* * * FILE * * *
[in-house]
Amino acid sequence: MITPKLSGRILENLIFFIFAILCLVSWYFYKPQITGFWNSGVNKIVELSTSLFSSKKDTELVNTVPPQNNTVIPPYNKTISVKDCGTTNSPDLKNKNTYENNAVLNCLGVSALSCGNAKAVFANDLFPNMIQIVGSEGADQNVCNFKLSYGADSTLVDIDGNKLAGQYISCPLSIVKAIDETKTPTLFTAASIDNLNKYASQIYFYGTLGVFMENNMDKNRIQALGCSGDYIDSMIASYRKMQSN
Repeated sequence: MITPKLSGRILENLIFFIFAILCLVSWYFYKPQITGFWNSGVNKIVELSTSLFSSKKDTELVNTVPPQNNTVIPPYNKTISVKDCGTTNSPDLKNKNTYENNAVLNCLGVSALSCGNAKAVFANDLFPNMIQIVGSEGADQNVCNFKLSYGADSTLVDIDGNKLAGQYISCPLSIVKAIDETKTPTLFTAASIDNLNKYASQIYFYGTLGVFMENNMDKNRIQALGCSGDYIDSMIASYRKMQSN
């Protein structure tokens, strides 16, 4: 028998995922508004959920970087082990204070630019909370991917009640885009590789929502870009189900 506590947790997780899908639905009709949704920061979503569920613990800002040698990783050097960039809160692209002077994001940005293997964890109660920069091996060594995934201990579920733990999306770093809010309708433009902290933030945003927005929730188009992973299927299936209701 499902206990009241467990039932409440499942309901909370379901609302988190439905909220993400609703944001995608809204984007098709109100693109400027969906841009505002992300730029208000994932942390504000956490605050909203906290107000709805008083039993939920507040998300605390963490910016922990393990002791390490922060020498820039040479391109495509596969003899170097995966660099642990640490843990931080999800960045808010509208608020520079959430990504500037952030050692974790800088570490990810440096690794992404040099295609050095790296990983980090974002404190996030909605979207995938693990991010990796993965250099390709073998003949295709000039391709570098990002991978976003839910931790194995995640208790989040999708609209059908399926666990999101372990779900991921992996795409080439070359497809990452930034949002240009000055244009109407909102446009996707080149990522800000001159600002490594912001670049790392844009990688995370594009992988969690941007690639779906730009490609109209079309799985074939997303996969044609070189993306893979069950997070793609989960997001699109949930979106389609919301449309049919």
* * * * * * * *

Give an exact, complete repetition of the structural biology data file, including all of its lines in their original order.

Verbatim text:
[in-house]
Amino acid sequence: MITPKLSGRILENLIFFIFAILCLVSWYFYKPQITGFWNSGVNKIVELSTSLFSSKKDTELVNTVPPQNNTVIPPYNKTISVKDCGTTNSPDLKNKNTYENNAVLNCLGVSALSCGNAKAVFANDLFPNMIQIVGSEGADQNVCNFKLSYGADSTLVDIDGNKLAGQYISCPLSIVKAIDETKTPTLFTAASIDNLNKYASQIYFYGTLGVFMENNMDKNRIQALGCSGDYIDSMIASYRKMQSN
Repeated sequence: MITPKLSGRILENLIFFIFAILCLVSWYFYKPQITGFWNSGVNKIVELSTSLFSSKKDTELVNTVPPQNNTVIPPYNKTISVKDCGTTNSPDLKNKNTYENNAVLNCLGVSALSCGNAKAVFANDLFPNMIQIVGSEGADQNVCNFKLSYGADSTLVDIDGNKLAGQYISCPLSIVKAIDETKTPTLFTAASIDNLNKYASQIYFYGTLGVFMENNMDKNRIQALGCSGDYIDSMIASYRKMQSN
């Protein structure tokens, strides 16, 4: 028998995922508004959920970087082990204070630019909370991917009640885009590789929502870009189900 506590947790997780899908639905009709949704920061979503569920613990800002040698990783050097960039809160692209002077994001940005293997964890109660920069091996060594995934201990579920733990999306770093809010309708433009902290933030945003927005929730188009992973299927299936209701 499902206990009241467990039932409440499942309901909370379901609302988190439905909220993400609703944001995608809204984007098709109100693109400027969906841009505002992300730029208000994932942390504000956490605050909203906290107000709805008083039993939920507040998300605390963490910016922990393990002791390490922060020498820039040479391109495509596969003899170097995966660099642990640490843990931080999800960045808010509208608020520079959430990504500037952030050692974790800088570490990810440096690794992404040099295609050095790296990983980090974002404190996030909605979207995938693990991010990796993965250099390709073998003949295709000039391709570098990002991978976003839910931790194995995640208790989040999708609209059908399926666990999101372990779900991921992996795409080439070359497809990452930034949002240009000055244009109407909102446009996707080149990522800000001159600002490594912001670049790392844009990688995370594009992988969690941007690639779906730009490609109209079309799985074939997303996969044609070189993306893979069950997070793609989960997001699109949930979106389609919301449309049919």